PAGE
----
The Berean Expositor
Volume 42 - Page 168 of 259
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"Wherefore in all things it behooved Him to be made like unto His brethren, that He
might be a merciful and faithful High Priest in things pertaining to God, to make
reconciliation for the sins of the people. For in that He Himself hath suffered being
tempted, He is able to succour them that are tempted" (Heb. 2: 17, 18).
This is salvation eis to panteles; the Lord not only saves all that trust in Him, but He
is able also to save right through to the end, or goal, through temptation and trial. It is
this that makes the "better hope" an anchor for the soul. He Who is its sure anchorage
has "suffered being tempted":
"For we have not an High Priest which cannot be touched with the feeling of our
infirmities; but was in all points tempted like as we are, yet without sin (sin excepted)"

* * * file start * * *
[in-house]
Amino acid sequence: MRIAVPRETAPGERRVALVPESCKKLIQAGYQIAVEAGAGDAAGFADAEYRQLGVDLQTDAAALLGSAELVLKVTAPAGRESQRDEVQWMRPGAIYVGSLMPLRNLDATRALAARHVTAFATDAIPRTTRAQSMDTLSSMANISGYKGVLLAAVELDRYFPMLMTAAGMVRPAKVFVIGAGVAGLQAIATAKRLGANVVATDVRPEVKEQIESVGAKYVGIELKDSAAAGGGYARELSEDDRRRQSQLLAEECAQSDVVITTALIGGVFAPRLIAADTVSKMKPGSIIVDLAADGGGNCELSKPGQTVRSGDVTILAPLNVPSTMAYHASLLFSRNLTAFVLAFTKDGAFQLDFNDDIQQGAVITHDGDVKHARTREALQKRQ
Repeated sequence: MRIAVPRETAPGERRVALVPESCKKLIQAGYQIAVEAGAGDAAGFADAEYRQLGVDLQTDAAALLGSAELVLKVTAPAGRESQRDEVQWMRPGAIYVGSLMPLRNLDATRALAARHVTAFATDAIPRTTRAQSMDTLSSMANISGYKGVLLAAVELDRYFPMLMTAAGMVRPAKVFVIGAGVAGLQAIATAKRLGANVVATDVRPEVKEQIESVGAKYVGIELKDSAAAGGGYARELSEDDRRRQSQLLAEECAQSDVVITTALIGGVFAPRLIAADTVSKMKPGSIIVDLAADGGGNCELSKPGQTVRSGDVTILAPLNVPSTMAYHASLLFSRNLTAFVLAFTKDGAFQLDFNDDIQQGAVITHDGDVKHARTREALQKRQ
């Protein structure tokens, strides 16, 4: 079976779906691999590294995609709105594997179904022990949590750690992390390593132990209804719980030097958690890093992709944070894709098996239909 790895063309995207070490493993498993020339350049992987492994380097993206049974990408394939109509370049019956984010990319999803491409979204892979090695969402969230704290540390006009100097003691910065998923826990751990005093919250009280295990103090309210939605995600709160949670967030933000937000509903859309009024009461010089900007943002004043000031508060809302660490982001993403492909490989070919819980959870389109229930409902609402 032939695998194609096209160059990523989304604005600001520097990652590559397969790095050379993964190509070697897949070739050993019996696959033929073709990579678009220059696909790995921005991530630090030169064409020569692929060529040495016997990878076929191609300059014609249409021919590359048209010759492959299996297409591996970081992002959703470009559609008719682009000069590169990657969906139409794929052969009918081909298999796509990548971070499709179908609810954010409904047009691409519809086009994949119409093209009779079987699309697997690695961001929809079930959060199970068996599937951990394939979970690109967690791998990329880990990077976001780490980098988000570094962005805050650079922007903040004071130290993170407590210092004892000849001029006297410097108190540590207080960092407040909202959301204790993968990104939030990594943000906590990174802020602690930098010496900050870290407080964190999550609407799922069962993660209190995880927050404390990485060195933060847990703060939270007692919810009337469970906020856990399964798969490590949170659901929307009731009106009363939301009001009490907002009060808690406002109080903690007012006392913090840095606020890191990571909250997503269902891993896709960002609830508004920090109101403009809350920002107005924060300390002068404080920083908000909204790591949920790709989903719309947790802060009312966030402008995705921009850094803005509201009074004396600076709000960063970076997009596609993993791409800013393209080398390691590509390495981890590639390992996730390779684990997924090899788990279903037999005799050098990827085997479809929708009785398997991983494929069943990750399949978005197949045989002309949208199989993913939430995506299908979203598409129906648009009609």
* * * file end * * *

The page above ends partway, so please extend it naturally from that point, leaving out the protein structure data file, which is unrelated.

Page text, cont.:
(Heb. 4: 15).
No.37.  The principal thing.
A seated Priest in a heavenly sanctuary (8: 1, 2).
pp. 174 - 178
The ruling theme of this epistle is that of `perfection' and chapters 5:-10: are occupied
with the office of Christ as Priest after the order of Melchisedec, and with His one great
Offering. Both the priesthood the sacrifice and the heavenly tabernacle are verbally
connected with `perfection'.
The Priest of the perfect.
The reservation of the Apostle manifested in  5: 11  indicates that the doctrine
associated with this Priesthood is by no means elementary, but can only be appreciated
by those of "full age", or as the word is, "the perfect" (5: 14).
This Priesthood is also closely associated with another aspect of "perfection" namely,
that of the "overcomer". This is indicated by the first appearance of Melchisedec in
Scripture when he met Abraham, the overcomer, returning from the slaughter of the
A comparison and a contrast.
Heb. 5: opens with a description of the service of the high priest. He offered both
gifts and sacrifices, and also had compassion on the ignorant.  His limitations are
indicated by the fact that:
"He himself also is compassed with infirmity. And by reason hereof he ought, as for
the people, so also for himself, to offer for sins" (5: 2, 3).
The Apostle proceeds to develop in some detail a comparison and a contrast.